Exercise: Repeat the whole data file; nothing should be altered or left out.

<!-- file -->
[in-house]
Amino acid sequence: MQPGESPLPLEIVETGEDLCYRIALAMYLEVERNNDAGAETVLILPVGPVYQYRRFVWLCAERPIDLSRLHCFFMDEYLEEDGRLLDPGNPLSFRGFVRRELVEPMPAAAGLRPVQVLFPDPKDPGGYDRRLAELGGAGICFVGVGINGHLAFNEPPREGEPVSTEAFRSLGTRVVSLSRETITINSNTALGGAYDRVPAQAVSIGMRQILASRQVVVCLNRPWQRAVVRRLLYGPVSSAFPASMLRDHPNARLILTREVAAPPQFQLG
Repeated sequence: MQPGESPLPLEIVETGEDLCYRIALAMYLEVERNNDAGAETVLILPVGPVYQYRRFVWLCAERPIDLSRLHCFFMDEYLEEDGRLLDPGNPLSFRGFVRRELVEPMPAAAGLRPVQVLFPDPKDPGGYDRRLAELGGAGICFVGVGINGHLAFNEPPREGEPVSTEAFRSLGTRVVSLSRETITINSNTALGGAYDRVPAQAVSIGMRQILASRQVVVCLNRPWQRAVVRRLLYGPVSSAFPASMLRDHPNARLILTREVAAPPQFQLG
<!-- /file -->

[in-house]
Amino acid sequence: MQPGESPLPLEIVETGEDLCYRIALAMYLEVERNNDAGAETVLILPVGPVYQYRRFVWLCAERPIDLSRLHCFFMDEYLEEDGRLLDPGNPLSFRGFVRRELVEPMPAAAGLRPVQVLFPDPKDPGGYDRRLAELGGAGICFVGVGINGHLAFNEPPREGEPVSTEAFRSLGTRVVSLSRETITINSNTALGGAYDRVPAQAVSIGMRQILASRQVVVCLNRPWQRAVVRRLLYGPVSSAFPASMLRDHPNARLILTREVAAPPQFQLG
Repeated sequence: MQPGESPLPLEIVETGEDLCYRIALAMYLEVERNNDAGAETVLILPVGPVYQYRRFVWLCAERPIDLSRLHCFFMDEYLEEDGRLLDPGNPLSFRGFVRRELVEPMPAAAGLRPVQVLFPDPKDPGGYDRRLAELGGAGICFVGVGINGHLAFNEPPREGEPVSTEAFRSLGTRVVSLSRETITINSNTALGGAYDRVPAQAVSIGMRQILASRQVVVCLNRPWQRAVVRRLLYGPVSSAFPASMLRDHPNARLILTREVAAPPQFQLG